would not offend against my vow".6° The negotiators had to
Congress organisation and the civil disobedience movement.concede even reservation of seats at the central legislature
The idea that "the Gandhian campaign had come to an end"50even though it did not form part of the communal award. The
was gaining currency by early 1932. The setback for the Congress Hindus and representatives of the Mahasabha and
Congressmen in general were under tremendous pressure to
"nationalist" discourse of swaraj was further compounded by
Ramsay MacDonald's communal award that projected a frac- come to an agreement.61 Ambedkar was exerting his own pres-
tured vision of the Indian nation state by assuring separate
sure on them by approaching them with the principle of maxi-
electorates for both communities and castes. Gandhi com- mum extraction insisting that "nothing be left unresolved" and
mented that this award "seeks to create such divisions in the that he was "keen on deciding matters once and for all".62
Chimanlal Setalvad remarked after the conclusion of the pact
country that it can never stand up on its own legs".51 Gandhi
had stated at the second rtc that "the claims advanced on that "If Gandhiji had to be saved, everything that Dr Ambedkar
behalf of the untouchables are the unkindest cut of all. I will asked for had to be conceded. Dr Ambedkar was the central
resist it with my life."52 He went on a fast unto death that was,
figure in the conversations with Gandhi."63
in his own words, "aimed at statutory separate electorates in These various agreements were bundled into what is known
any shape or form for the Depressed Classes".53 as the Poona Pact. The implications of this historic agreement
were that first, Ambedkar became established as a prominent
Ambedkar: The Central Figure Depressed Class leader on a national platform. Second, reser-
vation of seats for castes became statutorily entrenched
A conference was convened at Bombay under the presidentship
of Pandit Malaviya to come up with an agreement that could
through a consensus based on negotiations between represent-
convince Gandhi to withdraw his fast. The week from 19th to
atives of castes and this eventually made its way into independ-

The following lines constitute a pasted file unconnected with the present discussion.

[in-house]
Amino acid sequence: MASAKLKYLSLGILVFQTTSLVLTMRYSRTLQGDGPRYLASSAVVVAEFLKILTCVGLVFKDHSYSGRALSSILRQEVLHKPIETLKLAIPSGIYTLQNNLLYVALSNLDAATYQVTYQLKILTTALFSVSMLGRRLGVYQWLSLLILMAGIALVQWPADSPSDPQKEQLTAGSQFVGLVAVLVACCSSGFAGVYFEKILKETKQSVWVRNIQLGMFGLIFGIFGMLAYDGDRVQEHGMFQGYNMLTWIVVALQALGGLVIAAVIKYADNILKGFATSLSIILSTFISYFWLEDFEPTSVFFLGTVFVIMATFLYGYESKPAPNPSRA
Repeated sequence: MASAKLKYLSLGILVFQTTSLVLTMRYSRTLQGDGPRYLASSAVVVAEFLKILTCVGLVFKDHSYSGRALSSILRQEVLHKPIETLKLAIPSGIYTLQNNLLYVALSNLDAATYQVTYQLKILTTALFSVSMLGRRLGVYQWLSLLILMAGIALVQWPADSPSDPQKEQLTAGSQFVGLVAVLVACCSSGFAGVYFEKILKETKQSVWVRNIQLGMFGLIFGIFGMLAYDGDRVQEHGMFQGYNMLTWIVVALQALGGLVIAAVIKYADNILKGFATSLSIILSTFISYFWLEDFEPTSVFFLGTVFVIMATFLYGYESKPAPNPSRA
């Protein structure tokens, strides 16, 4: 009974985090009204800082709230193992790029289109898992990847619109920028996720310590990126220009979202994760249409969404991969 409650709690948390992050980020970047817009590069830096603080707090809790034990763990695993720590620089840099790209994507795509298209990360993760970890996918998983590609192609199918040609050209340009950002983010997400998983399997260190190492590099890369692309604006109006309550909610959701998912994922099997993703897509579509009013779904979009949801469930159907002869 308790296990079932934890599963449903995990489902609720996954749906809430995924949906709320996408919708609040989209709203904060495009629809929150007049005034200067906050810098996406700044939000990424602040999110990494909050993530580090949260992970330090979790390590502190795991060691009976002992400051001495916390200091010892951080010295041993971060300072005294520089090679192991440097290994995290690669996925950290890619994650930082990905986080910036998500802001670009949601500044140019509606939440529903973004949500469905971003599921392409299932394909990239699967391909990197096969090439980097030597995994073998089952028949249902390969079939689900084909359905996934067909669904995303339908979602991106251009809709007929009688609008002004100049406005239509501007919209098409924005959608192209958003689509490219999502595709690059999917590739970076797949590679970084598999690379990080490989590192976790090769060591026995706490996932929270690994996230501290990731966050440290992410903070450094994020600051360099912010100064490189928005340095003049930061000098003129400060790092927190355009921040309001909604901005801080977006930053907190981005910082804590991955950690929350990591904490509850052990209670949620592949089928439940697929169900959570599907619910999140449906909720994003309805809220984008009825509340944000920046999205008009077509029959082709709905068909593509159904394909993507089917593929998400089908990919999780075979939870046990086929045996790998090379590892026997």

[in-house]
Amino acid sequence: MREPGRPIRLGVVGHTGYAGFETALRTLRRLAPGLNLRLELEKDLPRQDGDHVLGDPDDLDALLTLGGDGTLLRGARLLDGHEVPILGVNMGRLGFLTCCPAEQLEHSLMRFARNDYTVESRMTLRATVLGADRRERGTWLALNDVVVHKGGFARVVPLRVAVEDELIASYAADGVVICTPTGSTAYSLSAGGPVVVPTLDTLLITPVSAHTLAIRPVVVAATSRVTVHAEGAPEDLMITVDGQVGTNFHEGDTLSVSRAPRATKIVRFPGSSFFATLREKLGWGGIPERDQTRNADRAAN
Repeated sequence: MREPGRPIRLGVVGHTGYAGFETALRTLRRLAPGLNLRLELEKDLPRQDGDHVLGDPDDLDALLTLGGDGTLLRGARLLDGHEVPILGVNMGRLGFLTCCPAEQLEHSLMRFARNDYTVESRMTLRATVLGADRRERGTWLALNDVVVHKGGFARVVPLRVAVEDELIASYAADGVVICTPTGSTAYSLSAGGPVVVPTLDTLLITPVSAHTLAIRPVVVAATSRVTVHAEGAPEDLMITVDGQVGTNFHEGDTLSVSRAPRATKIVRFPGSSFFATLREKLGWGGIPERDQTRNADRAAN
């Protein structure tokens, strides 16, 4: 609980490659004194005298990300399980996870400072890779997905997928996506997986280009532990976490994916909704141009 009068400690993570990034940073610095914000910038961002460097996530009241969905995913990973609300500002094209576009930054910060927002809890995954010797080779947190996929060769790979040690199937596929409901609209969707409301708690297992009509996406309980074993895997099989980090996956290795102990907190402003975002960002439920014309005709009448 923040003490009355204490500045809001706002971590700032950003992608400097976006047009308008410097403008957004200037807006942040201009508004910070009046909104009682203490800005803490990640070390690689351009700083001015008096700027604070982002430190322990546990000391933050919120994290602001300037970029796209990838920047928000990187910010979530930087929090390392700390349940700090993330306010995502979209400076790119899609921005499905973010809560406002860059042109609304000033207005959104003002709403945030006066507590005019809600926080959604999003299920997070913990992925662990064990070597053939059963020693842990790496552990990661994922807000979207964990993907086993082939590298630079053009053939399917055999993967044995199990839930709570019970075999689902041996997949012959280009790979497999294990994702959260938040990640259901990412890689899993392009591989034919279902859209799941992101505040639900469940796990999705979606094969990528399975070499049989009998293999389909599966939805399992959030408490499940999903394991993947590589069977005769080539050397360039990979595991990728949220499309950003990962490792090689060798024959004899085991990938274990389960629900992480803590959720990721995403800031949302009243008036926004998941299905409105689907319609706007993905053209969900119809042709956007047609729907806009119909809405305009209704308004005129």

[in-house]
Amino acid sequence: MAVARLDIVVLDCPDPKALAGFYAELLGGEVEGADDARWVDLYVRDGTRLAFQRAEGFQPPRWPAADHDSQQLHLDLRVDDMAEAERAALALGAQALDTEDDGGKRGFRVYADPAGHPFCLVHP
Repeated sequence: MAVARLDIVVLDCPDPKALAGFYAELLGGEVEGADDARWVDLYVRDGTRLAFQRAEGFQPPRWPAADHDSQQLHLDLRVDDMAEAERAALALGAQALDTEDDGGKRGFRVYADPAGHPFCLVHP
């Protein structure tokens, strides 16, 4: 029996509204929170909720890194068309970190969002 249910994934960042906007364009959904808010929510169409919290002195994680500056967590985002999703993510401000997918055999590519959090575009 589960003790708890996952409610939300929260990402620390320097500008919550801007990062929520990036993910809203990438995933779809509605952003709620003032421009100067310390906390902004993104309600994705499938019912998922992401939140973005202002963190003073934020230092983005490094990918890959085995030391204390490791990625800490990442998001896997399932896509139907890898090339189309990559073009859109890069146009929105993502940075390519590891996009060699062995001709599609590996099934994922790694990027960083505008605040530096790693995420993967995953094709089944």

ent India's Constitution. Third, the successful completion of the
25th September 1932 was an epic one in Indian history that saw
Gandhi-Ambedkar dialogue of 1932 raised hopes that a wider
leading personalities of modern Indian history involved in
settlement may now be possible. On the day of the announce-
negotiations. "It was a situation that taxed the nation's nerves."54
Some of the leaders who took part in these negotiations werement of Gandhi's fast, Sapru wrote to G D Birla on the need for

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a pact with the Depressed Classes, stating that "this Pact may others. The agenda for discussion was (1) Settling of Funda-
lead to other important constitutional solutions".64 Ambedkar mental Rights - inclusion of Personal Law of Muslim Sharia in
entered into an agreement with caste Hindus through a dia- the Declaration of Fundamental Rights demanded by the Jamiatul-
logue with Gandhi for three reasons. One, Gandhi acknowledged ulama. This was agreed to in principle, (2) Equal rights to the
Ambedkar as a Depressed Class representative. Second, Gandhi Frontier and Baluchistan, (3) Representation by Convention
conceded the principle of reservation of seats, which he had on Minorities in cabinets and services, (4) Agreement over the
opposed in London. Third, Ambedkar was disappointed with Punjab question, (5) Tentative Settlement of Bengal, and
the communal award. He wrote to the secretary of state that (6) Separation of Sind. Ambedkar wrote a letter to the conference
parts of the award "have come as a shock to me" and "the De- that was read out by G К Malaviya which read "there was no
pressed Classes are furious".65 This leads to an assertion that is greater stumbling block than disunity. Hindus must drop their
contrary to the popular as well as academic consensus on this doctrinaire attitude and Muslims must cease saying that their
historic encounter of 1932 that "Ambedkar was unable to with- first word on the 14 points was also their last word."73 Never
stand public pressure to defer to the force of Gandhi's fast".66 before, in the history of negotiations between communities